- The root servers at 127.0.1.1 says the .com servers are at 127.0.1.2
- The .com server at 127.0.1.2 (ns.com) says the example.com server is ns1.example.net
- The root server at 127.0.1.1 says the .net servers are at 127.0.1.3
- The .net server at 127.0.1.3 says the example.net server (ns2.example.net) is at 127.0.1.4
- The ns2.example.net server at 127.0.1.4 says the ns1.example.net server is at 127.0.1.5
- The ns1.example.net server at 127.0.1.5 says that example.com is at 127.0.1.6
We will now have ns1.example.net in the process of being resolved; this process continues when we get the glueless NS referral ns1.example.net in the process of resolving example.com.
So, at this point, the example.com resolution process has its own chain_id (lets make it “1”) while the process to resolve ns1.example.net has another chain_id (lets make it “2”). For our “use chain_id to stop resolution loops” idea to work, both resolutions now need the same chain_id. Since these chains can be fairly long and since multiple resolutions (such as resolving “www.example.com”, “blog.example.com”, and “ftp.example.com”) can use the same glueless resolution, we potentially might have to change a number of different chain_id values.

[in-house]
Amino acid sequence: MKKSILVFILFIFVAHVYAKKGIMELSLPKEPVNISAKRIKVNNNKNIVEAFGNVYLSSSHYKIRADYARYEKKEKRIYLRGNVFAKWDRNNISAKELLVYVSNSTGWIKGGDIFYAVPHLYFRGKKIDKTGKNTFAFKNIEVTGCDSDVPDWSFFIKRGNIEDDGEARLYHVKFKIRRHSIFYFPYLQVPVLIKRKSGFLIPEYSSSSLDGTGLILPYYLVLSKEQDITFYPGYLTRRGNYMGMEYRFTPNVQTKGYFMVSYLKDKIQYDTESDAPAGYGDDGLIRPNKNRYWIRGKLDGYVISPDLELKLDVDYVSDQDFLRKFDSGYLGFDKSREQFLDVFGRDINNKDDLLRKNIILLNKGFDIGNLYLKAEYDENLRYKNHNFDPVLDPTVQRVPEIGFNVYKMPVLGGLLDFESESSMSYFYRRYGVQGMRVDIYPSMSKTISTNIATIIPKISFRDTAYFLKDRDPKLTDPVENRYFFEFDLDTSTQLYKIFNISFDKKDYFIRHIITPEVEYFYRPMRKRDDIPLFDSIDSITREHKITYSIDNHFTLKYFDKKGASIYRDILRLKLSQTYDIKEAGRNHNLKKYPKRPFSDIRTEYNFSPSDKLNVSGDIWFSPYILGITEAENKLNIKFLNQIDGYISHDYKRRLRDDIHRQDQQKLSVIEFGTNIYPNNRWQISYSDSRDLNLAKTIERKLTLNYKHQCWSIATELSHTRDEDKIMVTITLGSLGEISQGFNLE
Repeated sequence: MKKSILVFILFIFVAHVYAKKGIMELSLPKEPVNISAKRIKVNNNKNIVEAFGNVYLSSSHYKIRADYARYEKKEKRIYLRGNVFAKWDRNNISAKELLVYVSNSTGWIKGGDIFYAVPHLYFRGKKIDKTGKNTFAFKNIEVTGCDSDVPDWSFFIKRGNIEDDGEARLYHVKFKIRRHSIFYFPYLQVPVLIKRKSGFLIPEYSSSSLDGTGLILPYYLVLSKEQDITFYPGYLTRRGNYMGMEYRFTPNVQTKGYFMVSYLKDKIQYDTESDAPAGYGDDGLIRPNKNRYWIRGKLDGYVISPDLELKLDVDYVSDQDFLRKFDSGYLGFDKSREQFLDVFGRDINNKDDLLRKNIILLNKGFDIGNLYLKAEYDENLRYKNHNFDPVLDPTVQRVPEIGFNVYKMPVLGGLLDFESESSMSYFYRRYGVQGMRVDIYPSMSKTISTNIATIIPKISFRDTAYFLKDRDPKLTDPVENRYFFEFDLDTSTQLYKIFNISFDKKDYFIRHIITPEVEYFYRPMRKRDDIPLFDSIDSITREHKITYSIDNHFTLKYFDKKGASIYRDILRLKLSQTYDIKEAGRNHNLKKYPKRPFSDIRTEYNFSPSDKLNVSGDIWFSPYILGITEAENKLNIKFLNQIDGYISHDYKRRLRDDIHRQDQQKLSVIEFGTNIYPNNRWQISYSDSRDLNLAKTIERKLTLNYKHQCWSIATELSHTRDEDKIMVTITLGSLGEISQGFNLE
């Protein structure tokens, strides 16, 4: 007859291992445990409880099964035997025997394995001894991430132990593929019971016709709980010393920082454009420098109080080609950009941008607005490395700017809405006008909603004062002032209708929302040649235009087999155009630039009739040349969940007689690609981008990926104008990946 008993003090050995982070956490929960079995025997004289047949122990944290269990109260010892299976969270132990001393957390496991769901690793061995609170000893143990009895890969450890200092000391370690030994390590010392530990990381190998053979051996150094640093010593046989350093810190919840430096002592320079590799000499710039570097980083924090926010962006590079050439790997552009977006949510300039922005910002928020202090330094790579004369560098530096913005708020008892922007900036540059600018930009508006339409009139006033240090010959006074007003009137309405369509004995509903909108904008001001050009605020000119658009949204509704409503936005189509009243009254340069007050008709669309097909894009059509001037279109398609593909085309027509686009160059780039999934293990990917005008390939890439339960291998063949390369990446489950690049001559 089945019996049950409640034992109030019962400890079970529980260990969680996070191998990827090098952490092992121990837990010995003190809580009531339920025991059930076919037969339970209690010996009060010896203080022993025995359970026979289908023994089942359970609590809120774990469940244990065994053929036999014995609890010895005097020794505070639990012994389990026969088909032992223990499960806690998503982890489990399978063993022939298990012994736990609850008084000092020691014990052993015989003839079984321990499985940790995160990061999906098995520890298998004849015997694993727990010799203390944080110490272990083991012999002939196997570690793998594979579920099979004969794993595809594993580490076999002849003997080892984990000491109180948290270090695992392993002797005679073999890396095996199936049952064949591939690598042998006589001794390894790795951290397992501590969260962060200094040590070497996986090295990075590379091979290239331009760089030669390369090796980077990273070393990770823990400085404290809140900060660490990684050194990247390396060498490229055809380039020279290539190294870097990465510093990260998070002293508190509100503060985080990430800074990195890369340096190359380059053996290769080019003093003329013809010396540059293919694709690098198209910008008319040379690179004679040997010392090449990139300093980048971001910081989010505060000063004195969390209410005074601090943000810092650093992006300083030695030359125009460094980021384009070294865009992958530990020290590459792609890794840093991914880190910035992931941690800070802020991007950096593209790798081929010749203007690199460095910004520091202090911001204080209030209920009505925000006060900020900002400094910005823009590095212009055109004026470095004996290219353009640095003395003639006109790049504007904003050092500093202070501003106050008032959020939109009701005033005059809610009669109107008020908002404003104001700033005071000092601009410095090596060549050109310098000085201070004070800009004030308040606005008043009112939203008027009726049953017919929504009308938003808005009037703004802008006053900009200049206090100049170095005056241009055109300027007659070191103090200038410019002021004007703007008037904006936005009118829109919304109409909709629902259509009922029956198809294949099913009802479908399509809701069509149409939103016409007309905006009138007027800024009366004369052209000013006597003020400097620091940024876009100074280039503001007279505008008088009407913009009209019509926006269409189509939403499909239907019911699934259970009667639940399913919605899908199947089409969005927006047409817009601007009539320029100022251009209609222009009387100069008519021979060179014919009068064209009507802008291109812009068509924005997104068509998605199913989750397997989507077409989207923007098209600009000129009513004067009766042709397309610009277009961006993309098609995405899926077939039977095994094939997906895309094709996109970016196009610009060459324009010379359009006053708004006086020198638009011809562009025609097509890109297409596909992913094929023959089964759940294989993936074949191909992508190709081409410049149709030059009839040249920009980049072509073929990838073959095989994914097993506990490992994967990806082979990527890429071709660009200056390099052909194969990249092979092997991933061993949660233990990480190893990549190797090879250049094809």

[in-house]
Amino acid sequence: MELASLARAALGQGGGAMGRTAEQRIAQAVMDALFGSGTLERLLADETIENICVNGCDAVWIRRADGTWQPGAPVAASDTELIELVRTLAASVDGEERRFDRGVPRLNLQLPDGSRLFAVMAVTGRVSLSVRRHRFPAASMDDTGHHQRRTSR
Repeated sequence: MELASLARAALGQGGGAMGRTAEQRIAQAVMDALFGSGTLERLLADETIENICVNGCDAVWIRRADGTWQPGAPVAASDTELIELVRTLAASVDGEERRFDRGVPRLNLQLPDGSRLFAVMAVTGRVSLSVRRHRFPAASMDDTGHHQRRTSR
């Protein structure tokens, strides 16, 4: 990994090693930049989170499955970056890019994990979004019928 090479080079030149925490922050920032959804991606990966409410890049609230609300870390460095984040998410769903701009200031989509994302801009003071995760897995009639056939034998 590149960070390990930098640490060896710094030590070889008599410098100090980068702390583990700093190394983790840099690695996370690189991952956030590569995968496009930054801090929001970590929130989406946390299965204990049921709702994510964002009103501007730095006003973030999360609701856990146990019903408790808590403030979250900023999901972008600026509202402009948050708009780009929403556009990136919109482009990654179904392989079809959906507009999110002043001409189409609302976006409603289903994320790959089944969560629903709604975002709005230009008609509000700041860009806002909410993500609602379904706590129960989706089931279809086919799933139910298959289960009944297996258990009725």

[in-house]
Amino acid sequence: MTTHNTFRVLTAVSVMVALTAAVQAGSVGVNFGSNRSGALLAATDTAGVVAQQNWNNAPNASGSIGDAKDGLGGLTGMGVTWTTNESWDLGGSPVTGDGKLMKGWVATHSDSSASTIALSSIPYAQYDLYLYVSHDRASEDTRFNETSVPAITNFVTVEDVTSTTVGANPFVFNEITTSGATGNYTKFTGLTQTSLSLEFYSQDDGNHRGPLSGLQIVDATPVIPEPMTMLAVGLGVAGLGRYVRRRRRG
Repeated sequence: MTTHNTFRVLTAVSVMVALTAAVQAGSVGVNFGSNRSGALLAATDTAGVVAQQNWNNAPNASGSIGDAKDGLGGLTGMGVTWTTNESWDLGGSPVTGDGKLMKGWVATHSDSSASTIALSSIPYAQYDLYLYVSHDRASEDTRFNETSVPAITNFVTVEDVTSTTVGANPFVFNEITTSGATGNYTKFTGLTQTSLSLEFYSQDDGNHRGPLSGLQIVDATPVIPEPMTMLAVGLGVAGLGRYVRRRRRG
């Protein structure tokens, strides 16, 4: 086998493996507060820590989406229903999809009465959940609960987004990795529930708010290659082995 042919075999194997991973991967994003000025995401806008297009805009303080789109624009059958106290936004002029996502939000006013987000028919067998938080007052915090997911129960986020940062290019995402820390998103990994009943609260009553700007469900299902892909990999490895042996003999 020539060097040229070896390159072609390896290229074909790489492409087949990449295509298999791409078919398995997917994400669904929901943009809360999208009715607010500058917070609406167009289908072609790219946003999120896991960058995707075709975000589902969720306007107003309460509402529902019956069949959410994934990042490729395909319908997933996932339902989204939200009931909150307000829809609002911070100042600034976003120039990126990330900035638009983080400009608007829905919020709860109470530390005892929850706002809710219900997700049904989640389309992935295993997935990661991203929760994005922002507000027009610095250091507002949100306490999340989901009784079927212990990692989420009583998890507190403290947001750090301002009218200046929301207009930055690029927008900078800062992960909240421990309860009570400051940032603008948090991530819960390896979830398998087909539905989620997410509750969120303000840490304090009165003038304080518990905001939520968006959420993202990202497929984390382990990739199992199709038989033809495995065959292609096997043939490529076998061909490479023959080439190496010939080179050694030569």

This is getting hairy.
It is far simpler to not use chain_id. We can stop loops by simply using recurse_depth; if recurse_depth exceed 32, we give up on solving a given query. Every time we follow a glueless NS referral or an incomplete CNAME chain, we either:
- Create a new resolution process with its recurse_depth being the “parent”’s recurse_depth + 1
- Connect to an already existing resolution process; when this happens, we increment both the parent’s and child’s recurse_depth.
Another thing: We need to add a “ns” dw_str to the resolution process; this will store the particular glueless ns record we are in the process of resolving.
(As an aside, the latest Deadwood snapshot can resolve glueless NS referrals if the A record in question is already in the cache)